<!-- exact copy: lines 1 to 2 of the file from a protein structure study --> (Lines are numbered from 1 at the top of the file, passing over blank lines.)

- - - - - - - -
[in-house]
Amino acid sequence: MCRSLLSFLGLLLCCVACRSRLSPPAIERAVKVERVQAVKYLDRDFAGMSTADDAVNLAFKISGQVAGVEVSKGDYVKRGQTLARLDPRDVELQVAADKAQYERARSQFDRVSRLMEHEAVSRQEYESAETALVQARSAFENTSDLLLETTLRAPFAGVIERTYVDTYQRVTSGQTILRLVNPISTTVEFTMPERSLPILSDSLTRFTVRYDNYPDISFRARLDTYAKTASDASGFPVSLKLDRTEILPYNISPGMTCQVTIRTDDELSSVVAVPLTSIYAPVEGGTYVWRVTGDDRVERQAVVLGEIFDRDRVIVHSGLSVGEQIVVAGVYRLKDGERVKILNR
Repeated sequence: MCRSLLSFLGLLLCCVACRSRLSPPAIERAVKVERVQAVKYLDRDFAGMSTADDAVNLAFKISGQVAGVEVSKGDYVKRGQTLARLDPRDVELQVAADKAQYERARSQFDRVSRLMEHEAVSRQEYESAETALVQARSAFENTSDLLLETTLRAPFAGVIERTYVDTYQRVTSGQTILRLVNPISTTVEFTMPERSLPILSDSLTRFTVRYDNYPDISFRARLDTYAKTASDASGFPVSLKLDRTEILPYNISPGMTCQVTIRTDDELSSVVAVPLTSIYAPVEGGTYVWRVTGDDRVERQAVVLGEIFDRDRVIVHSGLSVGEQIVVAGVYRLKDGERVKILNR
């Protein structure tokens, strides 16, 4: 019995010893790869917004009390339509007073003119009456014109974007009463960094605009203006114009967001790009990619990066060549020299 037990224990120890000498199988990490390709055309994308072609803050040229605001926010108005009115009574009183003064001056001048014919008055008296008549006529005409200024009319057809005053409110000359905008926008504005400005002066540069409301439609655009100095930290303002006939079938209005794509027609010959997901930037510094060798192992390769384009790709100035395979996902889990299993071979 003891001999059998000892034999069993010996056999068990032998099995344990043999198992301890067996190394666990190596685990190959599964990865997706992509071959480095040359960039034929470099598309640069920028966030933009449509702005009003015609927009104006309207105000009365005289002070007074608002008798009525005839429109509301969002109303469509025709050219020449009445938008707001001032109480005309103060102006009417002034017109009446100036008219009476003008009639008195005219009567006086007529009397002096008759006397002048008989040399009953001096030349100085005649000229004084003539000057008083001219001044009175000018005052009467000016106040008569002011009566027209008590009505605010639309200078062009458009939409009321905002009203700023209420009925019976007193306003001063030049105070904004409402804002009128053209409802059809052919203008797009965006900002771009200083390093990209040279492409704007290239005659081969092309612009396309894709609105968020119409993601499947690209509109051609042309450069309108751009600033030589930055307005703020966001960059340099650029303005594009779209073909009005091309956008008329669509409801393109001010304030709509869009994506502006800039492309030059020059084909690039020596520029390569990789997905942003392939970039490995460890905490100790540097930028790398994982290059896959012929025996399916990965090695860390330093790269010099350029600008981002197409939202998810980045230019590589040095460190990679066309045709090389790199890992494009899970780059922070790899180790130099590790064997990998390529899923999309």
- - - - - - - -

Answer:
[in-house]
Amino acid sequence: MCRSLLSFLGLLLCCVACRSRLSPPAIERAVKVERVQAVKYLDRDFAGMSTADDAVNLAFKISGQVAGVEVSKGDYVKRGQTLARLDPRDVELQVAADKAQYERARSQFDRVSRLMEHEAVSRQEYESAETALVQARSAFENTSDLLLETTLRAPFAGVIERTYVDTYQRVTSGQTILRLVNPISTTVEFTMPERSLPILSDSLTRFTVRYDNYPDISFRARLDTYAKTASDASGFPVSLKLDRTEILPYNISPGMTCQVTIRTDDELSSVVAVPLTSIYAPVEGGTYVWRVTGDDRVERQAVVLGEIFDRDRVIVHSGLSVGEQIVVAGVYRLKDGERVKILNR